On the basis of the record, however, it is not necessary to reach the question of whether the specific reasons advanced by the District Attorney or stated by the court furnished proper justification for the delay in prosecution of the indictment. We conclude that the denial of defendant's motion was justified, in the exercise of the court's discretion, on the ground that the defendant acquiesced in the postponement of the trial.
The discussion on the return of the motion on October 8 resulted in a request by defendant's attorney that the case be put on for the November Term. He stated: "At least, we know that the case is on the Trial Calendar: that's all the motion requested. * * * Pick a November date -- we are not going to be held to it." The Assistant District Attorney then noted that he was going to trial in Part 36 on October 18 and the court, without objection or further suggestion by defendant's counsel, set the case down for October 29 in Part 36, the court stating that this "is for the benefit of Counsel * * *. See if you can arrange for some definite date." Thereupon, the motion to dismiss for lack of prosecution was denied.
A motion to dismiss an indictment for a delay in bringing the indictment to trial is addressed to the sound discretion of the court. If the record in a particular case establishes "that there is * * * room under the facts and history of [the] case for the exercise of discretion," the defendant is not entitled to dismissal as a matter of law; the court should exercise the discretion vested in it in light of all the circumstances. (People v. Alfonso, 6 N.Y.2d 225, 229.) "[Whether] there has been undue delay, depends 'upon the circumstances of each particular case.'" (People v. Prosser, 309 N. Y. 353, 360; see, also, People v. White, 2 N.Y.2d 220, cert. den. 353 U.S. 969.) Relevant circumstances to be considered may include the nature of the criminal charges; the extent of the delay; the prejudice to the defendant, including whether he was in custody or released on bail; the time reasonably required for necessary pretrial proceedings in preparation for trial; temporary absence or unavailability of witnesses; and whether the delay has been contributed to by the proceedings of the defendant (see, for instance, various statements in the text and notes in 22A C. J. S., Criminal Law, §§ 467-472).
Where there has been extended delay in prosecution, the manner of the exercise of the court's discretion may depend primarily upon the proceedings which were taken by the defendant and the position assumed by him. A defendant may not validly complain of a delay to which he consented or which resulted from his affirmative actions or proceedings. Furthermore, it must be understood that a defendant may desire a trial or disposition of a criminal charge on the merits. In this connection, he may complain of a delay but waive such complaint by acquiescence in the setting of the matter down for trial.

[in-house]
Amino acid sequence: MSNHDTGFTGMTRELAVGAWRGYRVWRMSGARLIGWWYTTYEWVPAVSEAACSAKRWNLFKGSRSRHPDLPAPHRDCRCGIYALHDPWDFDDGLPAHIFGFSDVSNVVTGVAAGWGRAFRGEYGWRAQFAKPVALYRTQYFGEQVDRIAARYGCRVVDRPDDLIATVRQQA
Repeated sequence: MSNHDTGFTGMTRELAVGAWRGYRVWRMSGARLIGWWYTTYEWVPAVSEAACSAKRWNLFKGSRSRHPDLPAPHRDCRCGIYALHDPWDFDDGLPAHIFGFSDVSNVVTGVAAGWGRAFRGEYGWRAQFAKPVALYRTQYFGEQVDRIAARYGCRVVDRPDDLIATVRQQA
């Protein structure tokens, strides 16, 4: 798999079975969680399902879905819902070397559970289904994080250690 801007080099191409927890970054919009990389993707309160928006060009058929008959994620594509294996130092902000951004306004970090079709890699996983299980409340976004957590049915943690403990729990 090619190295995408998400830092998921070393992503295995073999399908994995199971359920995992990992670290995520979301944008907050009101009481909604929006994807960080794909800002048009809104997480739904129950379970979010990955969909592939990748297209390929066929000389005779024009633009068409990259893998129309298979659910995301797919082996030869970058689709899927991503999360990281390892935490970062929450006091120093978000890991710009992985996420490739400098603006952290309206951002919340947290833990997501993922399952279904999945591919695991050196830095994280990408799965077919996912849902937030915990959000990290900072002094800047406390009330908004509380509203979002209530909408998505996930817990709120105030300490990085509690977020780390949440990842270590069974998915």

Here, the delay in the prosecution of the indictment and the attendant circumstances were not such as to entitle the defendant to his discharge as a matter of law. (See People v. Alfonso, supra.) On this basis, defendant's counsel, as aforesaid, took the position that all he "requested" by the motion was the fixing of a date for trial and he acquiesced in the adjournment to a future date. Under these circumstances, it may not be said that it was an abuse of discretion for the court to accede to the suggestions of counsel and thereupon deny the motion to dismiss.
The defendant acquiesced in the further adjournment to October 29, and the trial was then adjourned but the record before us does not disclose the proceedings on or after the 29th. In any event, the defendant does not claim that he thereafter objected to the delay in disposing of the indictment. The matter came on for a Huntley hearing on January 13, 1966 and defendant's counsel indicated that he was then ready and proceeded with the hearing on the merits without making any motion or noting any objection based upon a delay in prosecution. Immediately following the completion of the Huntley hearing and on January 28, 1966, the trial of the defendant was commenced and thereafter completed in due course.
"It is well settled that the right to a speedy trial may be waived (People v. Prosser, 309 N. Y. 353, 359, and cases there cited; see, also, 129 A. L. R. 572). This waiver may occur either through the acquiescence of defendant in delay or in his failure
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--> to raise the point in time." (People v. White, 2 N.Y.2d 220, 223-224, supra ; see also, People v. Piscitello, 7 N.Y.2d 387.) Having acquiesced in the trial adjournments and having fully participated in the hearing and the trial on the merits without pressing the objection to the alleged delay in prosecution, the defendant should be and is now precluded from challenging his conviction on this particular ground. (See People v. White, supra ; People v. Prosser, supra ; People v. Godwin, 2 A.D.2d 846, affd. 2 N.Y.2d 891.)
We have considered the further points raised by the defendant on this appeal, but find that they also lack merit. Consequently, the judgment convicting the defendant of manslaughter in the first degree should be affirmed.
Judgment of conviction unanimously affirmed.
Judgment of conviction unanimously affirmed.